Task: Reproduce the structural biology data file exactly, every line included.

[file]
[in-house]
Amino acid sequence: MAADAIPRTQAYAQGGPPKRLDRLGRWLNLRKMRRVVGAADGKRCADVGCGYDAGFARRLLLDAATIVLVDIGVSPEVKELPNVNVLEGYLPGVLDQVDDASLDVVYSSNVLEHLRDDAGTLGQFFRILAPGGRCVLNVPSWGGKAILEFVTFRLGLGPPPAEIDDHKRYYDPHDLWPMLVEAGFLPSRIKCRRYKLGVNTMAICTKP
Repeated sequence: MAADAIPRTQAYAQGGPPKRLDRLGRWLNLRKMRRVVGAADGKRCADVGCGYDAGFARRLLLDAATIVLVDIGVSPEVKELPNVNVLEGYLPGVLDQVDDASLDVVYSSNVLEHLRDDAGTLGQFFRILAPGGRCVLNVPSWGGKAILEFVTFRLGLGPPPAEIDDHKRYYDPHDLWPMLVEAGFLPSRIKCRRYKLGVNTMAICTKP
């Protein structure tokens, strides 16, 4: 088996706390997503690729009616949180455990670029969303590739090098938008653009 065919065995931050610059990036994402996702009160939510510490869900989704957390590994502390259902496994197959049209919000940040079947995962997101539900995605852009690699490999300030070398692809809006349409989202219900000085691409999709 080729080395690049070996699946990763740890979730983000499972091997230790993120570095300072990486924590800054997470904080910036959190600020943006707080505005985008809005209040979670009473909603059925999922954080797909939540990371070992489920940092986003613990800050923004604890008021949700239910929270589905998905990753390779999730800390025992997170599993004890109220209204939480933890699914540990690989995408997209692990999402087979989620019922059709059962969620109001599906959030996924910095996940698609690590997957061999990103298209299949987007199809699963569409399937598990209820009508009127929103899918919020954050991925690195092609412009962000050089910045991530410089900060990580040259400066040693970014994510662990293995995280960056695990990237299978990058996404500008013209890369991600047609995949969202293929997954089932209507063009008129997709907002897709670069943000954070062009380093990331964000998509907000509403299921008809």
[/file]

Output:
[in-house]
Amino acid sequence: MAADAIPRTQAYAQGGPPKRLDRLGRWLNLRKMRRVVGAADGKRCADVGCGYDAGFARRLLLDAATIVLVDIGVSPEVKELPNVNVLEGYLPGVLDQVDDASLDVVYSSNVLEHLRDDAGTLGQFFRILAPGGRCVLNVPSWGGKAILEFVTFRLGLGPPPAEIDDHKRYYDPHDLWPMLVEAGFLPSRIKCRRYKLGVNTMAICTKP
Repeated sequence: MAADAIPRTQAYAQGGPPKRLDRLGRWLNLRKMRRVVGAADGKRCADVGCGYDAGFARRLLLDAATIVLVDIGVSPEVKELPNVNVLEGYLPGVLDQVDDASLDVVYSSNVLEHLRDDAGTLGQFFRILAPGGRCVLNVPSWGGKAILEFVTFRLGLGPPPAEIDDHKRYYDPHDLWPMLVEAGFLPSRIKCRRYKLGVNTMAICTKP
């Protein structure tokens, strides 16, 4: 088996706390997503690729009616949180455990670029969303590739090098938008653009 065919065995931050610059990036994402996702009160939510510490869900989704957390590994502390259902496994197959049209919000940040079947995962997101539900995605852009690699490999300030070398692809809006349409989202219900000085691409999709 080729080395690049070996699946990763740890979730983000499972091997230790993120570095300072990486924590800054997470904080910036959190600020943006707080505005985008809005209040979670009473909603059925999922954080797909939540990371070992489920940092986003613990800050923004604890008021949700239910929270589905998905990753390779999730800390025992997170599993004890109220209204939480933890699914540990690989995408997209692990999402087979989620019922059709059962969620109001599906959030996924910095996940698609690590997957061999990103298209299949987007199809699963569409399937598990209820009508009127929103899918919020954050991925690195092609412009962000050089910045991530410089900060990580040259400066040693970014994510662990293995995280960056695990990237299978990058996404500008013209890369991600047609995949969202293929997954089932209507063009008129997709907002897709670069943000954070062009380093990331964000998509907000509403299921008809």